Her goal for education was clear, “Ensuring that every child gets the skills to graduate and succeed in our workforce.” She explained that the workforce she wants to encourage will be with “good paying jobs–jobs in construction, IT, and advanced manufacturing. But they demand specialized skills training. Meeting our goal and filling these jobs depends on more than just passing a bill. It depends on our young people.”

Most of our young people are painfully aware of how inadequate this vision is for their lives. They know in their bones that the world is in crisis, our communities in chaos. Across our weary globe they are leading the rest of us into actions, large and small, to challenge the way things are, in a desperate effort to protect human life and the planet on which we depend.

In a recent article on the climate crisis, journalist Rebecca Solnit talked about the need for a deeper ethical understanding of our place in the world. She asks us to think about how this crisis demands more of us than ever before. She says,

“We must expand our imaginations and act on that bigger understanding of our place in the world and our impact on the future. That means making radical changes, like our homes and transit being powered by renewables, our government not plotting more extractivism. It means leaving fossil fuels in the ground, where they belong. We need to remind ourselves why these changes are necessary: that the earth is finite, that actions have consequences, that they go beyond the horizon of what we can see and hear, in time and space, that those who come after us have rights we can’t just annihilate. We must make sweeping changes by the end of the coming decade, and we must stick to them afterward by remembering why they matter.” 

In contrast, our governor offers the opportunity to become plumbers, electricians, and IT experts. Hopefully, we will have a world where we will need plumbers, electricians, and IT people, along with artists, bakers, chemists, carpenters, dentists, farmers, music makers  and zoologists. But going to school to get a job, no matter how “well paying” is a small vision, sure to diminish any child.

Those of us who have worked closely with children and seen them develop into thoughtful, warm, expansive, creative, and caring adults know it was because they saw themselves capable of developing lives that make a difference in the world. They felt loved and cared for, seen and encouraged. They learned about their past, respected who they were, and felt supported in finding their ways to who they hoped to become.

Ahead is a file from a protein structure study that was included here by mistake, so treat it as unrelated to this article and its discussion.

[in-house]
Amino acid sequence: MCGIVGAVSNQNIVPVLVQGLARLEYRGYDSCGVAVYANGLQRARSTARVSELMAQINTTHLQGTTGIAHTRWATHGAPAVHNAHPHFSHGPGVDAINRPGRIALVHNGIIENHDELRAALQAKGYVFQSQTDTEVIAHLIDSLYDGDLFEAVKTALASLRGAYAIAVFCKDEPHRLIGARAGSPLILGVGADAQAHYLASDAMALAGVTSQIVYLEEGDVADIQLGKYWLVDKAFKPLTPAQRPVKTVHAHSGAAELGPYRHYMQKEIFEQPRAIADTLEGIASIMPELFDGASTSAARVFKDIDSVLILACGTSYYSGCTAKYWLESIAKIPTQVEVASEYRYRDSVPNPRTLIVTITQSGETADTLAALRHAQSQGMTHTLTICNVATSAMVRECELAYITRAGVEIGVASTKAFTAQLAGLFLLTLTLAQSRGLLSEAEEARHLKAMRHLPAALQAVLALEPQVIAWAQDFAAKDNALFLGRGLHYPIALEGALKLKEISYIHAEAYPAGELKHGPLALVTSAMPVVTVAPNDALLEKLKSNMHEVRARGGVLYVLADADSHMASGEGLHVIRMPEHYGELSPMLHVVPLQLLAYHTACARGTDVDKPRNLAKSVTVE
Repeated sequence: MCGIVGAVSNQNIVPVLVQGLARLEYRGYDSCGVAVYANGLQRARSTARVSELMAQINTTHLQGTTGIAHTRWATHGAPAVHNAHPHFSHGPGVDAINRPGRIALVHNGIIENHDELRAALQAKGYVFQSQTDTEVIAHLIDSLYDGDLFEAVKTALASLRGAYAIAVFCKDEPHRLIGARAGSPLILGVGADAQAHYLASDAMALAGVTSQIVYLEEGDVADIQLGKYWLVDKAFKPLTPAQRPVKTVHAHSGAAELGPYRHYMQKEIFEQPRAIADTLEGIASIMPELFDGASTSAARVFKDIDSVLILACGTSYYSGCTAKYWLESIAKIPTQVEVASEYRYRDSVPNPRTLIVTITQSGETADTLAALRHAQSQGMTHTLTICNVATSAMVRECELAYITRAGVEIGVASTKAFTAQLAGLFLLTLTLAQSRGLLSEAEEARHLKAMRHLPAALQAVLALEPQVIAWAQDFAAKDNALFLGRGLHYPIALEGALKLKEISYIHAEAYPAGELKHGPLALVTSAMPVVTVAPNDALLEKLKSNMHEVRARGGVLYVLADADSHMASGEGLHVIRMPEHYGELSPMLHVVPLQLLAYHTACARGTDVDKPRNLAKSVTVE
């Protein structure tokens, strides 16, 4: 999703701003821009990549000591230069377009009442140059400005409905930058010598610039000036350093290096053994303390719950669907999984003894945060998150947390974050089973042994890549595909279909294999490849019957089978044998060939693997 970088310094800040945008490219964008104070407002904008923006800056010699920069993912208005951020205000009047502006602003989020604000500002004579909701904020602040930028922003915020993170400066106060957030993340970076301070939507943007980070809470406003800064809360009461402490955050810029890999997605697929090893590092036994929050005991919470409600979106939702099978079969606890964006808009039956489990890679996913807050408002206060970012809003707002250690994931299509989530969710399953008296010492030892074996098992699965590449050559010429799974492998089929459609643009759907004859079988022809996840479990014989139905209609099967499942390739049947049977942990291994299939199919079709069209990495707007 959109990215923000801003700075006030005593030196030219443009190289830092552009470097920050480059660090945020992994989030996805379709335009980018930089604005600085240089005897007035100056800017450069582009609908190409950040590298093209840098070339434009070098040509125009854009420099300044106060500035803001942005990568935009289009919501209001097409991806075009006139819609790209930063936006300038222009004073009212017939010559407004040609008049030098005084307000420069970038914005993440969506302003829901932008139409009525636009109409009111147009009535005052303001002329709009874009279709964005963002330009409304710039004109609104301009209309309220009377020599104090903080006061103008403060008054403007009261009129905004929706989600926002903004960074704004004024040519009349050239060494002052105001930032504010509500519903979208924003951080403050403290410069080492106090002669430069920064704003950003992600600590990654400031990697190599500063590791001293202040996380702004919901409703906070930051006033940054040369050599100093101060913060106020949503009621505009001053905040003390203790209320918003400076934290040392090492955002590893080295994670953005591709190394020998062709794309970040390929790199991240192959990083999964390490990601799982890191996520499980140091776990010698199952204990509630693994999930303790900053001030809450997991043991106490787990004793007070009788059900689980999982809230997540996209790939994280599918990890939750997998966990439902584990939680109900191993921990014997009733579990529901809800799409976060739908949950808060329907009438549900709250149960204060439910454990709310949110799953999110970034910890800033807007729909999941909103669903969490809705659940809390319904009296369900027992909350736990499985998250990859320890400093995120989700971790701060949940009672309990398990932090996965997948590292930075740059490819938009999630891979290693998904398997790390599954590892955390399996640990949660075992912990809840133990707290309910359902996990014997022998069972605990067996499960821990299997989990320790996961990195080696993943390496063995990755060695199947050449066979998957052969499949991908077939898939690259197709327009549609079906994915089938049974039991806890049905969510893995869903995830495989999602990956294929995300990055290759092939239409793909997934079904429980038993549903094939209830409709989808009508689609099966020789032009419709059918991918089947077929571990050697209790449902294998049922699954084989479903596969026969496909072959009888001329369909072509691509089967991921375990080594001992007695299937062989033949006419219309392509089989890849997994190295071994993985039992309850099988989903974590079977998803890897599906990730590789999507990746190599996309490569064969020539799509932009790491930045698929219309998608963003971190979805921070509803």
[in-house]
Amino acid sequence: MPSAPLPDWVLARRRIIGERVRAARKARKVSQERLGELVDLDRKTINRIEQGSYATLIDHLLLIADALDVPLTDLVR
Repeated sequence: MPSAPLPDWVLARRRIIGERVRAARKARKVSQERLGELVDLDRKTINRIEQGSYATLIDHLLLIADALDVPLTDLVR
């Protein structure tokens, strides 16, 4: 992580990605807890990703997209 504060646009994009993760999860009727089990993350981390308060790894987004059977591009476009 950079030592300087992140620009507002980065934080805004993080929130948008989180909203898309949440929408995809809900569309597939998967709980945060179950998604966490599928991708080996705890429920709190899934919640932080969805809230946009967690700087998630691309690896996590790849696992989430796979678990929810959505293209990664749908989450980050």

Today, our children are killing themselves. Recently Bridge Magazine wrote that “Michigan adolescents and teens are committing suicide at nearly double the rate of just over a decade ago.” This surge in suicide is among the highest in the nation.

Every day as children walk through metal detectors to enter crumbling, crowded schools, where they are often ignored or seen as a problem to be controlled, their lives made smaller and smaller.

Schools need to change, to become part of the radical reimagining of how we engage our children, and the rest of us, in creating ways of living that will sustain us, enrich the fullness of our lives, regenerate our communities, and protect our earth. This is no time for small, worn ways of thinking. Now, more than ever, we need education that enables us to create a new, life affirming world.


FREE DanceAbility Workshop
Let’s energize our hope, joy and power on Saturday February 15th by dancing together! This is likely our last “drop-in” workshop till May, so come check dance improvisation for everyone…however you move/sense…whether or not you’re a trained dancer…


…And then you can sign up for our March/April class series if you want! See class series info/registration link at the bottom of this e-mail.


For our Sat Feb 15th workshop:

Doors open at Light Box at 11am and the workshop is from 11:30 to 1:30. IT’S FREE! (Donations appreciated but never obligated.)


Click HERE for location details, to request accommodations by Monday, and to let us know you’re coming. We’ll again have an emotional support person from Healing By Choice present to provide extra emotional support to anyone who might be struggling with emotions like grief, anger, anxiety, or overwhelming joy because of gaining access to DANCE.


And click here for more info and to register for the March/April class series!


Justice system needs transformation, not quick fixes

Tell the Michigan Public Service Commission to make DTE work for us!


Tell the Michigan Public Service Commission to make DTE work for us!

unnamed (5)






James and Grace Lee Boggs Center To Nurture Community Leadership – Living For Change News – February 4th 2020

February 4th, 2020

revolution image final


Historian Peter Linebaugh, author of numerous books on The Commons, Magna Carta, and the revolutionary struggles of the transatlantic, multiracial working class in the 18th and 19th centuries, at the time of the American, French and Haitian revolutions, will discuss his new book “Red Round Globe Hot Burning”

“This wide-ranging, intricate, penetrating analysis provides fascinating insight into the origins of our society.”
—Noam Chomsky